Six on faculty to share teaching methods when Teaching Week kicks offBy William Harms
Provost Richard Saller has named six faculty members as the first to be recognized as part of the Provost’s Teaching Week program intended to draw attention to the University’s excellent teachers.
The six honorees are Rachel Fulton, Associate Professor in History and the College; Bruce Lincoln, the Caroline E. Haskell Professor in the Divinity School, Douglas MacAyeal, Professor in Geophysical Sciences and the College; Ann McGill, the Sears Roebuck Professor in the Graduate School of Business; Paul Sally, Professor in Mathematics and the College; and Geoffrey Stone, Harry Kalven Jr. Distinguished Service Professor in the Law School and the College.
Saller selected the honorees after reviewing the recommendations of a committee consisting of Steve Gabel and Mary Harvey, both Associate Provosts, Stephen Kron, Chair of the Council on Teaching, and Keith Moffat and Martha Roth, both Deputy Provosts for Research and Education. The committee reviewed nominations that the deans of the College, divisions and professional schools had submitted.
Through the program, other faculty members will have a chance to learn about the teaching methods and skills of their colleagues, said Saller, who will host a round table discussion and reception open to the campus community, as well as a dinner for the six faculty honorees at the week’s conclusion. The Provost’s Teaching Week will begin Wednesday, Jan. 18, and end Friday, Jan. 27.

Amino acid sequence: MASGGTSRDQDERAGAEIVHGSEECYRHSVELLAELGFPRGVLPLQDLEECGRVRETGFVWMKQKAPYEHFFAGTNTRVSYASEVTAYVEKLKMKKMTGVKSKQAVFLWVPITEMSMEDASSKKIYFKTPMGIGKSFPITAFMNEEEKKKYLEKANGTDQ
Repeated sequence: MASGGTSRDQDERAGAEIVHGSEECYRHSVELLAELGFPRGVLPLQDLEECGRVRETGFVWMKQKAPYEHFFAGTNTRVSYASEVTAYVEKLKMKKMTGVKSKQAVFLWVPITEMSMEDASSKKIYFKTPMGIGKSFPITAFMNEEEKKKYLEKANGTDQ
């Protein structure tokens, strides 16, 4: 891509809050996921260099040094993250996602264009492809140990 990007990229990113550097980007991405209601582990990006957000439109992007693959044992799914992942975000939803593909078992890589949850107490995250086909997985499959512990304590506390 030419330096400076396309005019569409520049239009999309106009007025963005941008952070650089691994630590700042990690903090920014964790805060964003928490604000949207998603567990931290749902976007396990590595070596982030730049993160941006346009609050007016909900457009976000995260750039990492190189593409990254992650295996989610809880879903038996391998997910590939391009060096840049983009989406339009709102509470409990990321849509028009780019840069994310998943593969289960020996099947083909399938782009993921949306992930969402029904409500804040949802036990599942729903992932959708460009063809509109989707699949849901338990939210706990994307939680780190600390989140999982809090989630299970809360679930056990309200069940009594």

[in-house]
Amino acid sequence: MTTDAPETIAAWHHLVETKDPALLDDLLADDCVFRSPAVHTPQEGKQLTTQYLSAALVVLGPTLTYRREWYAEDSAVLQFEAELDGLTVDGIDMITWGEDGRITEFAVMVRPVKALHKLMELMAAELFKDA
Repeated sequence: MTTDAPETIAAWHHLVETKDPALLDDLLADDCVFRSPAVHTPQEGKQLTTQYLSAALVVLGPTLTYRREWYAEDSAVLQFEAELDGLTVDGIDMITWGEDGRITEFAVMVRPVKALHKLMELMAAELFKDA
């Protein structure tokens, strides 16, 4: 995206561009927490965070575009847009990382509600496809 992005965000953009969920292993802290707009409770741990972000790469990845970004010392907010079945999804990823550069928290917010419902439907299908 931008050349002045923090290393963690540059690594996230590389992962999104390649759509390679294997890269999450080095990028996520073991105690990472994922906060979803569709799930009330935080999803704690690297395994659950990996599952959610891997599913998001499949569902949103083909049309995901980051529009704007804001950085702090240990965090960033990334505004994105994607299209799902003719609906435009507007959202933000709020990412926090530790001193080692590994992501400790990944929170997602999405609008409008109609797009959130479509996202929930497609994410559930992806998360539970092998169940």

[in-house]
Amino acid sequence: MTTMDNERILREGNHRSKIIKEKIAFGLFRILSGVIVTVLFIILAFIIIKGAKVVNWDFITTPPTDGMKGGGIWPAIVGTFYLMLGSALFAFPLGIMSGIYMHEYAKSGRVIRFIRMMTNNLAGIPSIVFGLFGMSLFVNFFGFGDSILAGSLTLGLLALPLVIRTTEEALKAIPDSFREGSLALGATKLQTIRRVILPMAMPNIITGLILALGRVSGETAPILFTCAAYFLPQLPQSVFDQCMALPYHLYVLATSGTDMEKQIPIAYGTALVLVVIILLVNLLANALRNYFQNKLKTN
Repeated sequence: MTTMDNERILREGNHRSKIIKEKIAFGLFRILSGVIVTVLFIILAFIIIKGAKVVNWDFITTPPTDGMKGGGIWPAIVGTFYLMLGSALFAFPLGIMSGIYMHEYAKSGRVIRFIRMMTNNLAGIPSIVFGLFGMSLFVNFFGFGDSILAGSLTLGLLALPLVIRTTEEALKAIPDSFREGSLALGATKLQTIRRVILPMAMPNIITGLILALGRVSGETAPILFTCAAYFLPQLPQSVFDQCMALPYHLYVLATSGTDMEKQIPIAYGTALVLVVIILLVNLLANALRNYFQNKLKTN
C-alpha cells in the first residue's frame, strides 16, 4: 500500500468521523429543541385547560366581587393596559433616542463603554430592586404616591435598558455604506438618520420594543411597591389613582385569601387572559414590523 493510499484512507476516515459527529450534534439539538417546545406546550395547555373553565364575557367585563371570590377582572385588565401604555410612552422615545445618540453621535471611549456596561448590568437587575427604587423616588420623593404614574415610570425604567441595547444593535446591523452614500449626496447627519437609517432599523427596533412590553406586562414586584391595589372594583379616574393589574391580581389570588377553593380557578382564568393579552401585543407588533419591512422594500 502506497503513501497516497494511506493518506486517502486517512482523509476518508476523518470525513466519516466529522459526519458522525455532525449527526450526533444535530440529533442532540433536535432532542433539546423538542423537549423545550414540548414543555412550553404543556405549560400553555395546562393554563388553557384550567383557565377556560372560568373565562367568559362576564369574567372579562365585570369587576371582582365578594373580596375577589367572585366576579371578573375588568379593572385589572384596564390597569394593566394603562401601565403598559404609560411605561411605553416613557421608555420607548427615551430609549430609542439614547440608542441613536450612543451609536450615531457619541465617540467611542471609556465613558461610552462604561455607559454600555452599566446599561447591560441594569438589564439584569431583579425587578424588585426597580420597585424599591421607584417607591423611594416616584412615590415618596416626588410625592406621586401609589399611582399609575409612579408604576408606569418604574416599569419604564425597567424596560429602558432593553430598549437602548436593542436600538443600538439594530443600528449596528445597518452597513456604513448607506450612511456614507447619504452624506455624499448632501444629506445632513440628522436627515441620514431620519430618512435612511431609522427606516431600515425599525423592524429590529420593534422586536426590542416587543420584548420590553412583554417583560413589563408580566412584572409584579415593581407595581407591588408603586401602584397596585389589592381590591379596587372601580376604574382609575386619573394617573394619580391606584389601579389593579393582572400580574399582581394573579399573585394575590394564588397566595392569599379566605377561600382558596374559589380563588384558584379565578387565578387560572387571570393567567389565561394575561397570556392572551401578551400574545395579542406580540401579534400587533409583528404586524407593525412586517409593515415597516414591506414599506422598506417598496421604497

Fulton’s work involves the intellectual and cultural history of Europe in the Middle Ages, with particular emphasis on the history of Christianity and monasticism in the Latin West. She will be teaching the course History of European Civilization-2.
Lincoln’s research deals with issues of discourse, practice, power, conflict and the construction of social borders. He works in the religions of pre-Christian Europe and pre-Islamic Iran, as well as African, Melanesian and Native-American traditions. He will be teaching Ethnogenic Myth, Collective Identity and Proto-Nationalism, and Religion and Culture of the Ancient Celts.
MacAyeal studies climate-related science using field data as the means to establish proper, rational models of the physical processes governing climate. He will be teaching the course Dynamic Environment.
McGill’s work focuses on consumer and manager decision-making, with special emphasis on causal explanations, comparative processes and the use of imagery in product choice. She will be teaching Marketing Strategies.
Sally’s mathematics research focuses on representation theory. Also active as an educator, he was the first Director of the University of Chicago Mathematics Project and is the author of college textbooks on mathematics. He will be teaching Honors Analysis.
Stone is an authority on civil rights, constitutional law and the First Amendment. He also studies freedom of speech and the press, freedom of religion, academic freedom, the constitutionality of police using secret agents and informants, and the Supreme Court. He will be teaching Constitutional Law-2, Freedom of Speech.